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COMPAMED 2016 -
High-Tech Solutions for Medical Technology

The trade fair for suppliers and manufacturers of medical technologies invites you from
14 - 17 November 2016 to Düsseldorf. Welcome to COMPAMED!

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News at COMPAMED-tradefair.com

Tuned gels reveal molecules that drive stem cell differentiation
By monitoring stem cell differentiation on gels that mimic the stiffness and nanofibrous structure of biological tissue, researchers have identified the specific molecules that stem cells use when selecting bone and cartilage fates.
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Americans worried about using gene editing, brain chip implants and synthetic blood
Many in the general public think scientific and technological innovations bring helpful change to society, but they are more concerned than excited when it comes to the potential use of emerging technologies to make people's minds sharper, their bodies stronger and healthier than ever before, according to a new Pew Research Center survey.
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Enhancing molecular imaging with light
In 2014, an international trio won the Nobel Prize in Chemistry for developing super-resolution fluorescence microscopy, a technique that made it possible to study molecular processes in living cells. Now a Northwestern Engineering team has improved this groundbreaking technology by making it faster, simpler, less expensive, and increasing its resolution by four fold.
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A thread that collects diagnostic data when sutured into tissue
For the first time, researchers led by Tufts University engineers have integrated nano-scale sensors, electronics and microfluidics into threads - ranging from simple cotton to sophisticated synthetics - that can be sutured through multiple layers of tissue to gather diagnostic data wirelessly in real time, according to a paper published in Microsystems & Nanoengineering.
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Scientists glimpse inner workings of atomically thin transistor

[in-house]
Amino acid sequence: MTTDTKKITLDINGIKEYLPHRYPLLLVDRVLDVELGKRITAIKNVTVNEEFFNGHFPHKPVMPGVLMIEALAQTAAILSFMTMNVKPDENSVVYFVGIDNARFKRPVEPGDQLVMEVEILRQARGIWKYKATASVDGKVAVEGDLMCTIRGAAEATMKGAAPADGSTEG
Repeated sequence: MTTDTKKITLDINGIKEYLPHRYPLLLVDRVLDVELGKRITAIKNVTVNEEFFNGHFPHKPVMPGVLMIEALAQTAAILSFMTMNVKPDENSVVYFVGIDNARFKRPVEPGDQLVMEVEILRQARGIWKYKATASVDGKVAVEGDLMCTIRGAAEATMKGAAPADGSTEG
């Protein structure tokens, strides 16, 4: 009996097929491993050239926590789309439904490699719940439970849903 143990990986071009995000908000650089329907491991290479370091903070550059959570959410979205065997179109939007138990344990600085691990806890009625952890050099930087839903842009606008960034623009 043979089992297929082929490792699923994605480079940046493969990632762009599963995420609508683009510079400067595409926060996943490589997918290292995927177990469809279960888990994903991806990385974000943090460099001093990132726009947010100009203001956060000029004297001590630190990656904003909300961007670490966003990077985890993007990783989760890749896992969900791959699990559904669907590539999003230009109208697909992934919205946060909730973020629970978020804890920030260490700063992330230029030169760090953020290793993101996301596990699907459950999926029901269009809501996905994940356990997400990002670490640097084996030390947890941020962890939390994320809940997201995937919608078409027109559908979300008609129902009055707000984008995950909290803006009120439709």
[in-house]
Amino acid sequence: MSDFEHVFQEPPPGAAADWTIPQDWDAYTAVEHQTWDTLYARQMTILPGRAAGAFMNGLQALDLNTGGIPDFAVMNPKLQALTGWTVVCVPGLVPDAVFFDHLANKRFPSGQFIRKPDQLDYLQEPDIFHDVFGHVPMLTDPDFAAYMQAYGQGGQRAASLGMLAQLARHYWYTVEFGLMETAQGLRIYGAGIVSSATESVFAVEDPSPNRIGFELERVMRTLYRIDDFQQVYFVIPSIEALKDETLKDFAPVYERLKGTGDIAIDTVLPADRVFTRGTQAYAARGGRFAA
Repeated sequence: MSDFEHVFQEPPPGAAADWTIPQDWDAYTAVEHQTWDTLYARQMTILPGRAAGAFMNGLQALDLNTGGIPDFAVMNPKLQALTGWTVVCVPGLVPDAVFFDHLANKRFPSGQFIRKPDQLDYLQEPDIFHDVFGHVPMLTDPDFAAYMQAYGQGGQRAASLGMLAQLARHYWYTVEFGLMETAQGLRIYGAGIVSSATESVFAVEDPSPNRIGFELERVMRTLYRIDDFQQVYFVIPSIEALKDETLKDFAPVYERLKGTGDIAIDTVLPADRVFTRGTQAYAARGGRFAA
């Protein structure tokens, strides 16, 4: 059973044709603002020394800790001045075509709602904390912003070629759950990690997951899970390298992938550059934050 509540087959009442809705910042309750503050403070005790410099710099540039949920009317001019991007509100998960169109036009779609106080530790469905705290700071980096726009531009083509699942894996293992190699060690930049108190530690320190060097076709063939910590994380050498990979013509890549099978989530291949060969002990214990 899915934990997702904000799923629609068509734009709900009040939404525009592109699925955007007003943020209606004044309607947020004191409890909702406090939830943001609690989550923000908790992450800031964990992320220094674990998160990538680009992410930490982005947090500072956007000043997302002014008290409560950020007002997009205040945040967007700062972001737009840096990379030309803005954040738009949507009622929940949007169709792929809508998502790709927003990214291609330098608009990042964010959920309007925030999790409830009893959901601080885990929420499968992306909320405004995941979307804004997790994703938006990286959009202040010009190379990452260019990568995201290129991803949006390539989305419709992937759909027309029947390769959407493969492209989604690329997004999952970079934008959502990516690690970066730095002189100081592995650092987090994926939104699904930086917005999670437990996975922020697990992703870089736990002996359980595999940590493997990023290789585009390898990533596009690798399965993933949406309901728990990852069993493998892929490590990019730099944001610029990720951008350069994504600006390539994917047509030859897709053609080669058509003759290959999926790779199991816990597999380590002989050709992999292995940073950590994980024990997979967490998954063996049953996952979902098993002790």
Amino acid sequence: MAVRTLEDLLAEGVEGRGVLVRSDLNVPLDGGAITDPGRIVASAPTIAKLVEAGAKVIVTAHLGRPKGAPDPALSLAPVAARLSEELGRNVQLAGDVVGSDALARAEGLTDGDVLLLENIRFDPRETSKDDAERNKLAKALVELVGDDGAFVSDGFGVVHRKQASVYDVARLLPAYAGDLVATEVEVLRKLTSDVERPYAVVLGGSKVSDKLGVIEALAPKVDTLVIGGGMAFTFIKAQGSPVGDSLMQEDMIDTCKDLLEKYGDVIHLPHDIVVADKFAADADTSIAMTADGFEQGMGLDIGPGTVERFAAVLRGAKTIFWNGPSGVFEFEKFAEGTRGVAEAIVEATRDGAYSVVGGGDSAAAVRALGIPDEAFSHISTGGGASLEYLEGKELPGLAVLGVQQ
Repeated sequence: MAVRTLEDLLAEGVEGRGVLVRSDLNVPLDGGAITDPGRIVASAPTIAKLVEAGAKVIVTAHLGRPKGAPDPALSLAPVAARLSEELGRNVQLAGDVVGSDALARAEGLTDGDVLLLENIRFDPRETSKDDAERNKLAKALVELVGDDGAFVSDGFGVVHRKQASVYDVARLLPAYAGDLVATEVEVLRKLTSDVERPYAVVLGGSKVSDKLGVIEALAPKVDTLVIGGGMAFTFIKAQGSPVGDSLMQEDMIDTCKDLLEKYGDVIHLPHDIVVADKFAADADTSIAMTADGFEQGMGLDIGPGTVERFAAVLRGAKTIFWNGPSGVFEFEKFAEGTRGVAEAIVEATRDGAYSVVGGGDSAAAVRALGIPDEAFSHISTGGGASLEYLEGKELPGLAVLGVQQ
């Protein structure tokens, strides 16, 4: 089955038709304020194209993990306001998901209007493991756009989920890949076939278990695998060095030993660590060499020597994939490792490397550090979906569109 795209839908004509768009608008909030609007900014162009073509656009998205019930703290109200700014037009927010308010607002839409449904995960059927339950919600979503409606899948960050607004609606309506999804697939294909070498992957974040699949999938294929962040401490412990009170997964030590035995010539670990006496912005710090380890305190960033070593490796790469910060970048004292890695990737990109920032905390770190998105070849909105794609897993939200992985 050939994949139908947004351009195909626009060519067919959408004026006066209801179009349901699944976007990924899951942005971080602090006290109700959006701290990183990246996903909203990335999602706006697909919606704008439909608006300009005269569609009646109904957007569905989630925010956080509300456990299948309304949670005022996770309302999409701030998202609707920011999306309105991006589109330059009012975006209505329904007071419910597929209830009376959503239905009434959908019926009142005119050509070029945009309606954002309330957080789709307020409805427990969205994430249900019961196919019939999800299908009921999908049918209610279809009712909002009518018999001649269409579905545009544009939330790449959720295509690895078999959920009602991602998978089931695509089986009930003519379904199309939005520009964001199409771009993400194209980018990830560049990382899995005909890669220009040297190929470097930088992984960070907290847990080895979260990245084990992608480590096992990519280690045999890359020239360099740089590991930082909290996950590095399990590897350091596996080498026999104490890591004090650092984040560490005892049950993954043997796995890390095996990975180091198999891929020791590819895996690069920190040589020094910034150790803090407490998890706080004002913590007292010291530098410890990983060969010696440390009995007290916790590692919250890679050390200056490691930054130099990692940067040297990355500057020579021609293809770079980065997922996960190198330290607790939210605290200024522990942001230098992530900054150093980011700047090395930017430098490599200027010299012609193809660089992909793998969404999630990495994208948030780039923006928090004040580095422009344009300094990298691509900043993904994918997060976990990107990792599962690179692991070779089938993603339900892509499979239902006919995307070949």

With an eye to the next generation of tech gadgetry, a team of physicists at The University of Texas at Austin has had the first-ever glimpse into what happens inside an atomically thin semiconductor device. In doing so, they discovered that an essential function for computing may be possible within a space so small that it's effectively one-dimensional.
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New nanoscale technologies could revolutionize microscopes, study of disease
Research completed through a collaboration with University of Missouri engineers, biologists, and chemists could transform how scientists study molecules and cells at sub-microscopic (nanoscale) levels. Shubra Gangopadhyay, an electrical and computer engineer and her team at MU recently published studies outlining a new, relatively inexpensive imaging platform that enables single molecule imaging.
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Microfluidic device to study electric field cancer therapy
Researchers at MIT's research center in Singapore have developed a new microfluidic device that tests the effects of electric fields on cancer cells. They observed that a range of low-intensity, middle-frequency electric fields effectively stopped breast and lung cancer cells from growing and spreading, while having no adverse effect on neighboring healthy cells.
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New biomaterial developed for injectable neuronal control
Ideally, injectable or implantable medical devices should not only be small and electrically functional, they should be soft, like the body tissues with which they interact. Scientists from two UChicago labs set out to see if they could design a material with all three of those properties.
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Scientists create a biologically active titanium surface
Based on insights from mussels - which are able to attach themselves very tightly to even metallic surfaces due to special proteins found in their byssal threads - scientists from RIKEN have successfully attached a biologically active molecule to a titanium surface, paving the way for implants that can be more biologically beneficial.
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Combining technologies cracks vaccine chiller issue
Vaccines against killer diseases from polio to hepatitis are fragile and can easily be made useless if they get too hot or too cold. The problem is particularly acute in the developing countries where nearly one in five of the world's population - 1.3 billion people - live without access to electricity.
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Nanotechnology: a key to the future of medicine

Even though the field of medical technology has already discovered the nanoworld a long time ago, it is still not as fully researched as it should be. Physicians dream about curing diseases such as cancer with an injection containing nanoparticles. But this is still a long way off in the future since research is continuously facing obstacles.
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Active implants: tiny, but big comfort for patients

The trend towards miniaturization is progressing in medical technology. This in turn also means that electronics must be adapted to size relations, for example of implants. Smaller structures and components are in demand as never before. Thus, the demands on the technology and production simultaneously grow.
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